from the Internet before forwarding the bundles to the real
recipient which might not have Internet connectivity
Solution of Fragmentation
Authentication issue
• Partridge presents a few solution proposals for fragment
authentication problem
• Cumulative authentication - Each fragment fi is authenticated by
calculating a hash over all the previous fragments including the
current fragment f1 . . . fi
– The amount of work required from the receiver is less than in
toilet paper approach, since only one signature per set of
received fragments has to be verified
– does not reduce computational work of sender or the amount
of traffic
– assumption: fragments are received in order which might not be
the case always
Solution of Fragmentation Authentication issue…
• The second proposal by Partridge is to authenticate fragments using
function definitions.
• This approach finds a suitable iv for an authentication function A so
that for each fragment f1. . . fn the output value of the
authentication function calculated over the iv and the fragment fi is
that fragment’s sequence number i:
A(iv, f1) = 1, A(iv, f2) = 2, . . . , A(iv, fn) =n
• If it is possible to find an authentication function which has a small
representation and a small iv, then it will become more efficient to
sign the representation of the function and iv and send them
instead of sending separate signed hashes for each fragment.
• If the iv is large and thus using this function is not more efficient
than the toilet paper approach.
Identity-Based Cryptography
• Identity-based cryptography (IBC) is a relatively new cryptographic
method that enables message encryption and signature verification
using the public identifier, such as email address, of the target as a
• Eliminating the need for public-key certificates and their
management makes IBC much more appealing for securing DTNs,
where the need to transmit and check certificates has been
identified as a significant limitation.
Threat from Selfish Nodes
• “Each individual node is ready to forward packets for others”
This hypothesis, however, might be easily violated in the presence
of selfish nodes or even malicious ones, which may choose to save
their precious wireless resources by refusing to serve as bundle
• challenging for researchers in applications of DTNs such as
– vehicular DTNs and
– social networks,
which are decentralized and distributed over a multitude of devices
that are controlled and operated by individuals.
Solution to Selfishness
• This selfishness issue can be limited by adopting an incentive
scheme for forwarding of others messages.
• Incentive schemes, fall into two categories:
– reputation-based scheme
– credit-based scheme
• Reputation-based schemes rely on individual nodes to monitor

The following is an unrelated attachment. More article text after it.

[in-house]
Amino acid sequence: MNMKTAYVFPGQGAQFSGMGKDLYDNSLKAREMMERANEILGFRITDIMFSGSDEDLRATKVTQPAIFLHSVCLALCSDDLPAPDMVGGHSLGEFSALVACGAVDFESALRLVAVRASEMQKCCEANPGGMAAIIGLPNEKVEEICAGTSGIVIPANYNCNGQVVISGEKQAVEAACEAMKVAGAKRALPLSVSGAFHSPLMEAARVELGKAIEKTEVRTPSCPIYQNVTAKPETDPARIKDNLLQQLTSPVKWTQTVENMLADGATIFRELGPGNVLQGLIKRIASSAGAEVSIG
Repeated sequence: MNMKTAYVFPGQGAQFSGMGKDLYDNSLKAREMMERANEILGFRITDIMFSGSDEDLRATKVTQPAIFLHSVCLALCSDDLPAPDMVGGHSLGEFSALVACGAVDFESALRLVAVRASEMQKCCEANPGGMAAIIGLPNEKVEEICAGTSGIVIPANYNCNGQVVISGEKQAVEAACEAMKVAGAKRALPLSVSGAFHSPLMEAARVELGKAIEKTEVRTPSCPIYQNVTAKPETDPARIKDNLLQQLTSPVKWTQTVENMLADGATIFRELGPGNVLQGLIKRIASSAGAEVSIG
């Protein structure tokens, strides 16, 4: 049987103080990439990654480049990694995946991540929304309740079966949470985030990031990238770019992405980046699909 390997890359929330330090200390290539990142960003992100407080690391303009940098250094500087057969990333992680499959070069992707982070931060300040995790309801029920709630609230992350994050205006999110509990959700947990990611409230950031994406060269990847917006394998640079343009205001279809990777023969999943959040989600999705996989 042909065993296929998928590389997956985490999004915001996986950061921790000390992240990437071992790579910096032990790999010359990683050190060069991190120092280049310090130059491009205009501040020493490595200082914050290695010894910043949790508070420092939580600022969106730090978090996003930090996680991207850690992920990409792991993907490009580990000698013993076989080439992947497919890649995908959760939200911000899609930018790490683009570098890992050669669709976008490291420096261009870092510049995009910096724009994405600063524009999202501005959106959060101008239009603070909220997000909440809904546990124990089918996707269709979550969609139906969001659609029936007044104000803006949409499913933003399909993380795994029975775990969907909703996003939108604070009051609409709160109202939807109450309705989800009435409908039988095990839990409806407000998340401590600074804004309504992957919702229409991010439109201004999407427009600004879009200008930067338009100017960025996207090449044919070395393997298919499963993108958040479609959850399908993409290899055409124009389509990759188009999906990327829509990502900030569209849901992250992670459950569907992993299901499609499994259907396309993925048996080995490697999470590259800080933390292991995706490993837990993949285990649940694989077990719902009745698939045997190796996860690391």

neighboring nodes’ traffic and keep track of each others’ reputation
so that uncooperative nodes are eventually detected and excluded
from the networks
• Credit-based schemes introduce some form of virtual currency to
regulate the packet-forwarding relationships among different nodes
Problems with utilizing established
schemes for the case of DTN
• The previously reported incentive schemes, which were proposed
for conventional mobile ad hoc networks, may not be suitable for
• for the following two reasons
– Firstly, a common assumption that a full end-to-end path
between source and destination can be determined before data
forwarding occurs.
– Secondly, the schemes are designed mainly for single copy
forwarding. However, multi-copy forwarding or even flooding is
often adopted to enhance the reliability of DTN communication
Problems with utilizing established
schemes for the case of DTN…
• Reputation-based schemes which are working for other kind of
network can not work for the case of DTN,
– challenge of monitoring the message forwarding, during the
store-carry-and-forward process
– challenge to efficiently and effectively propagate the reputation
• Existing credit-based incentive schemes use two different ways to
realize such kind of credits:
– game theory based schemes
– security protocol based schemes.
– But most of these schemes always assume that an end-to-end
path exists and is determined before the data forwarding
End Note
• Providing security for opportunistic routing is really a challenging
• Most of the existing security mechanisms used for different other
types of networks are not suitable for the case DTN due to its
unusual characteristics
• There is a scope for doing plenty of work in this issue especially in
the customization of existing security mechanisms for DTN